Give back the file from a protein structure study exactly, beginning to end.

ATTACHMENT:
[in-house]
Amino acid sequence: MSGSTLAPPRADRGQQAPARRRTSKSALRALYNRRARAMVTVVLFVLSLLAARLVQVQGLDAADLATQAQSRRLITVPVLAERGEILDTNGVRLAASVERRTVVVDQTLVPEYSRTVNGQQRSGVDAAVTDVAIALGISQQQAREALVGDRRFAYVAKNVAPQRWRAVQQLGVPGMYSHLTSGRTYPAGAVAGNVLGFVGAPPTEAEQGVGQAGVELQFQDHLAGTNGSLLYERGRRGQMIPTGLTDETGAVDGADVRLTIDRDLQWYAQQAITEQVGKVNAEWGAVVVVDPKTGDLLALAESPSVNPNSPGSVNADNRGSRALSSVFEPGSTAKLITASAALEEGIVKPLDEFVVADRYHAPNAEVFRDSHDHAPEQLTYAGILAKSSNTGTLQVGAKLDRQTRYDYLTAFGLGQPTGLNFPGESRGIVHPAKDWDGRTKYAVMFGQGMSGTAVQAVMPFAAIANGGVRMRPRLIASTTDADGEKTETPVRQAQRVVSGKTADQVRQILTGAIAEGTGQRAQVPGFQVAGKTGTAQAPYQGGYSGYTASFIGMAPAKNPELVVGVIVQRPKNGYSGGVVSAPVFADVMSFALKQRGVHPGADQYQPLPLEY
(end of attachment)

[in-house]
Amino acid sequence: MSGSTLAPPRADRGQQAPARRRTSKSALRALYNRRARAMVTVVLFVLSLLAARLVQVQGLDAADLATQAQSRRLITVPVLAERGEILDTNGVRLAASVERRTVVVDQTLVPEYSRTVNGQQRSGVDAAVTDVAIALGISQQQAREALVGDRRFAYVAKNVAPQRWRAVQQLGVPGMYSHLTSGRTYPAGAVAGNVLGFVGAPPTEAEQGVGQAGVELQFQDHLAGTNGSLLYERGRRGQMIPTGLTDETGAVDGADVRLTIDRDLQWYAQQAITEQVGKVNAEWGAVVVVDPKTGDLLALAESPSVNPNSPGSVNADNRGSRALSSVFEPGSTAKLITASAALEEGIVKPLDEFVVADRYHAPNAEVFRDSHDHAPEQLTYAGILAKSSNTGTLQVGAKLDRQTRYDYLTAFGLGQPTGLNFPGESRGIVHPAKDWDGRTKYAVMFGQGMSGTAVQAVMPFAAIANGGVRMRPRLIASTTDADGEKTETPVRQAQRVVSGKTADQVRQILTGAIAEGTGQRAQVPGFQVAGKTGTAQAPYQGGYSGYTASFIGMAPAKNPELVVGVIVQRPKNGYSGGVVSAPVFADVMSFALKQRGVHPGADQYQPLPLEY